Inspired by Lincoln’s act of mercy, Rhode Island poultry dealer Horace Vose established a tradition of sending a Thanksgiving turkey to the nation’s chief executive each year. His first gift was bestowed on Ulysses S. Grant (in the 1870’s) and his final offering was to Woodrow Wilson (in 1913). But, it is not clear if all — or, indeed, any — of the presidents spared the lives of the fowl creatures.
According to Storey, Harry S. Truman is often credited with using his power, in 1947, to pardon a turkey that was presented to him by the National Turkey Federation. However, in 2003, the staff of the Truman Library indicated that there were “no documents, speeches, newspaper clippings, photographs, or other contemporary records in our holdings which refer to Truman pardoning a turkey that he received as a gift in 1947, or at any other time during his presidency.”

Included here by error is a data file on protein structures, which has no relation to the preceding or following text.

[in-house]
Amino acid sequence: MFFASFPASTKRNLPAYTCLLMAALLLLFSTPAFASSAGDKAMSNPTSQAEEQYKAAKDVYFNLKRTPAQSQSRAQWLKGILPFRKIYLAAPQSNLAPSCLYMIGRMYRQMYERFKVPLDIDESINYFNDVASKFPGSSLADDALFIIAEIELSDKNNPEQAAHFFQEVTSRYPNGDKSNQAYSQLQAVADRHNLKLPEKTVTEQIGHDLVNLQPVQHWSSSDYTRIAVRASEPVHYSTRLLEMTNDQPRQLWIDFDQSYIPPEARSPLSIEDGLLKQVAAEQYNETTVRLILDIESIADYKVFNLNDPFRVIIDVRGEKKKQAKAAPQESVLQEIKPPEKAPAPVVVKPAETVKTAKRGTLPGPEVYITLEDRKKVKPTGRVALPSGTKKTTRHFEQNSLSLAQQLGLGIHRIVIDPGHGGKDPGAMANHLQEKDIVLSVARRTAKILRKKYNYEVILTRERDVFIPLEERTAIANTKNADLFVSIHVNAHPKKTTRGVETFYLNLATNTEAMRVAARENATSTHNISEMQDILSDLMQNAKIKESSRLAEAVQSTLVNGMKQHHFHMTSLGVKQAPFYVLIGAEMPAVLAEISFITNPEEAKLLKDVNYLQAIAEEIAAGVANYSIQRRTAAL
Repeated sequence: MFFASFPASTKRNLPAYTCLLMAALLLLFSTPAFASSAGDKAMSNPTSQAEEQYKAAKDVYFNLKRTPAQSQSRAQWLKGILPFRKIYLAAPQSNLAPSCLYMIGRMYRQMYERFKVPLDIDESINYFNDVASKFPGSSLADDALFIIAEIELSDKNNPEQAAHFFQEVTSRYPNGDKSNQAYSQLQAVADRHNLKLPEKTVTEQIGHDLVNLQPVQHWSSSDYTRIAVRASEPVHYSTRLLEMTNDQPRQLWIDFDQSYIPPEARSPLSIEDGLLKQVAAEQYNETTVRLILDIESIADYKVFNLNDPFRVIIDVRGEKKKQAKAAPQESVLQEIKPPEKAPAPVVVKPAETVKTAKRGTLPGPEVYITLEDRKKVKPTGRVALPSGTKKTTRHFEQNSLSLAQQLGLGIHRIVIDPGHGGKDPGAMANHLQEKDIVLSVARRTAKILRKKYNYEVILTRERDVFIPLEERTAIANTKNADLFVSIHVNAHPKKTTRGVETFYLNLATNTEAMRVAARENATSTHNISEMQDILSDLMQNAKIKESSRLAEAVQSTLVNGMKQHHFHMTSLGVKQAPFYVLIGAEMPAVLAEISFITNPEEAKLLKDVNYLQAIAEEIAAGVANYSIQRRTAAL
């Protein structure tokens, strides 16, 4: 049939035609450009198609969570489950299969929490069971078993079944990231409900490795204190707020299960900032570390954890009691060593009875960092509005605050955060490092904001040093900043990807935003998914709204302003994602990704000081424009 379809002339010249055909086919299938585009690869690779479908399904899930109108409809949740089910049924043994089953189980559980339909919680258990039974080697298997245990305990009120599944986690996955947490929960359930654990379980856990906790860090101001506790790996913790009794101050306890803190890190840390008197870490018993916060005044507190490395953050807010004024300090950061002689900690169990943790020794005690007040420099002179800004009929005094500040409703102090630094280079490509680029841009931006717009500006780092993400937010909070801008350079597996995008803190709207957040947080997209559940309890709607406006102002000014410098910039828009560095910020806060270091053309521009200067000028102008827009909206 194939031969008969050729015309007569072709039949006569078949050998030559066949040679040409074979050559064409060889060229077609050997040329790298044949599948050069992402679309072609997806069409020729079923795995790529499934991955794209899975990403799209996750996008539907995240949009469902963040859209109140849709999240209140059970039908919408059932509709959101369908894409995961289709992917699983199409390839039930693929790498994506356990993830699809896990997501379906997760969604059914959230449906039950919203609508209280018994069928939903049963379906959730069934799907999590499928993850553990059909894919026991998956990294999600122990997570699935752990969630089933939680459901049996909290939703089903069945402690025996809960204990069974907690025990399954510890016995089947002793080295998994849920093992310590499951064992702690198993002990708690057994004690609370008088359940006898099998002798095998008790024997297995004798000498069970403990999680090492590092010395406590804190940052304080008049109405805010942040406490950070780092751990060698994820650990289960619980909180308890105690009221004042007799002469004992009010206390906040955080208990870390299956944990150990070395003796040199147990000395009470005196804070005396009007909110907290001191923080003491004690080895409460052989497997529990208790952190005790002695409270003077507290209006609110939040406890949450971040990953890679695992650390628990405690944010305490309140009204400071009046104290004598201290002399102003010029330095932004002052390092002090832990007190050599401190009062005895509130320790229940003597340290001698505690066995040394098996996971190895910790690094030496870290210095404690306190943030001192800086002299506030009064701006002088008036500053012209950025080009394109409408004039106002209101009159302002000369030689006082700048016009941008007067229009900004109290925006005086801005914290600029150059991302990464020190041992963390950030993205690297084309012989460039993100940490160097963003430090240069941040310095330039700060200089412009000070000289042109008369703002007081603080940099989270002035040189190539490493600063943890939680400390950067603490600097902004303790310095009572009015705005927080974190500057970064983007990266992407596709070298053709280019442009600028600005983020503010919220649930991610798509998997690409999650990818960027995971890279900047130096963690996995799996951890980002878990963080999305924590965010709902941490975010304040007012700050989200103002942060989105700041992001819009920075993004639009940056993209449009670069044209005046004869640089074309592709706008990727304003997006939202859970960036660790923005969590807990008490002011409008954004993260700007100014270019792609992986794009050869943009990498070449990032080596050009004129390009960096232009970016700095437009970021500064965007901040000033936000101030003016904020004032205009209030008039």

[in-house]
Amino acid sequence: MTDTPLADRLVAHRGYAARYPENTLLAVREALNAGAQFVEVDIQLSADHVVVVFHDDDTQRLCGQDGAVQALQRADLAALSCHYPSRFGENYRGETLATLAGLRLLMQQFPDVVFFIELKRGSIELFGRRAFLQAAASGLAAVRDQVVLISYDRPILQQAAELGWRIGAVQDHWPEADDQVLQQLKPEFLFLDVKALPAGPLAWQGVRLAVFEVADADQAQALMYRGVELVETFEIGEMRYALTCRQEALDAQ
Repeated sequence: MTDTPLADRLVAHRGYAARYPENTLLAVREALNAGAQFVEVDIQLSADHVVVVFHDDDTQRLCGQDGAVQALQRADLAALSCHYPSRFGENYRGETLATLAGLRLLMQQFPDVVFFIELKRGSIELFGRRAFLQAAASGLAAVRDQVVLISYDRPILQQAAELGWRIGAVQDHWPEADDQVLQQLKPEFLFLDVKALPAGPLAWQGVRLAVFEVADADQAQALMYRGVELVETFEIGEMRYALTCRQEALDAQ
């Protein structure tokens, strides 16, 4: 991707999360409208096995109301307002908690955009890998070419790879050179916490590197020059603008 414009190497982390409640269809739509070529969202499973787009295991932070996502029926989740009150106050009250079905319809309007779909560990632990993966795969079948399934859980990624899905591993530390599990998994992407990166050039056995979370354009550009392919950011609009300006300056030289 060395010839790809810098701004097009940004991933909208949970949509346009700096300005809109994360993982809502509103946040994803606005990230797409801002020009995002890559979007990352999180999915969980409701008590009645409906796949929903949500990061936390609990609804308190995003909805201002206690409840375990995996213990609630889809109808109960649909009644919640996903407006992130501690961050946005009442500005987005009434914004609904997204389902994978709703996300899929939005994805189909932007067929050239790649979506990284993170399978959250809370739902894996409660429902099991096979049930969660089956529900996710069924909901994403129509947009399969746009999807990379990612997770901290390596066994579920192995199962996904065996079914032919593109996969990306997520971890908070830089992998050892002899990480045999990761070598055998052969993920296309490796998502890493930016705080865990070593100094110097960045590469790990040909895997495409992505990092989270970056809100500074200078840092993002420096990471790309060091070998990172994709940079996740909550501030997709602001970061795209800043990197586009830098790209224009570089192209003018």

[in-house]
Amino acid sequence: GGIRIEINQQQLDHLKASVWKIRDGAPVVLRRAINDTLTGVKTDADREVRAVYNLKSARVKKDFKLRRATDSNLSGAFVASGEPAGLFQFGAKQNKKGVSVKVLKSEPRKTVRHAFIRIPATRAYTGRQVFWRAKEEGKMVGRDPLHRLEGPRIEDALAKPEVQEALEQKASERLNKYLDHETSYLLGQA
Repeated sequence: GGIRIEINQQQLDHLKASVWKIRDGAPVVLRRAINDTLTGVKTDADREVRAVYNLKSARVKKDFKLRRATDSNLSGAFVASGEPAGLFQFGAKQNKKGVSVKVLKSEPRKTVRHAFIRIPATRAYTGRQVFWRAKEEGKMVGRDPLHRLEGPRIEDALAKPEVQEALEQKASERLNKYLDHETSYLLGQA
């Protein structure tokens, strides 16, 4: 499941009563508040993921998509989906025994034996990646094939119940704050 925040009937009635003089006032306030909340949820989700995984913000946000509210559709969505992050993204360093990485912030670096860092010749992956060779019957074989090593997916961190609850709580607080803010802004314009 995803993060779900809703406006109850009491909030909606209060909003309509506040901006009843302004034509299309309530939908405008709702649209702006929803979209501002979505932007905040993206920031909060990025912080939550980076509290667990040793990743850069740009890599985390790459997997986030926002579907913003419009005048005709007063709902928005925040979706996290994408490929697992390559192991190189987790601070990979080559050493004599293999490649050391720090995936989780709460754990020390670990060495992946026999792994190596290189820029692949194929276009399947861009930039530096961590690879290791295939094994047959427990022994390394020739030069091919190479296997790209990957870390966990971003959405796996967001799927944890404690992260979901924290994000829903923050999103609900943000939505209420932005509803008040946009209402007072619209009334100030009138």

This statement has great credibility because it was President Truman who authorized the dropping of two atomic bombs on Japan in the 1940’s. What was he thinking? What shortsightedness! Where did the Commander-in-Chief think that future exploding airbags and iPhones would be manufactured? So, because he put such little value on life, it’s likely that HST was a turkey killer.
Truman’s successor, Dwight David Eisenhower, was usually busy on the golf course, hunting elusive birdies. It can be safely assumed that he desperately wanted an eagle. Perhaps even the mythical albatross (3 under par). Therefore, it is nearly impossible to imagine a turkey flapping its way out of Ike’s strangling grasp. But, JFK — who followed DDE — was quite a different bird.
Entering a new era
Modern American presidential turkey lore seems to begin with John F. Kennedy. It has been reported that JFK spared a turkey meant for his table on Nov. 19, 1963, just three days before he was assassinated. According to Storey, the president said, “We’ll just let this one grow,” before sending the bird back to its farm.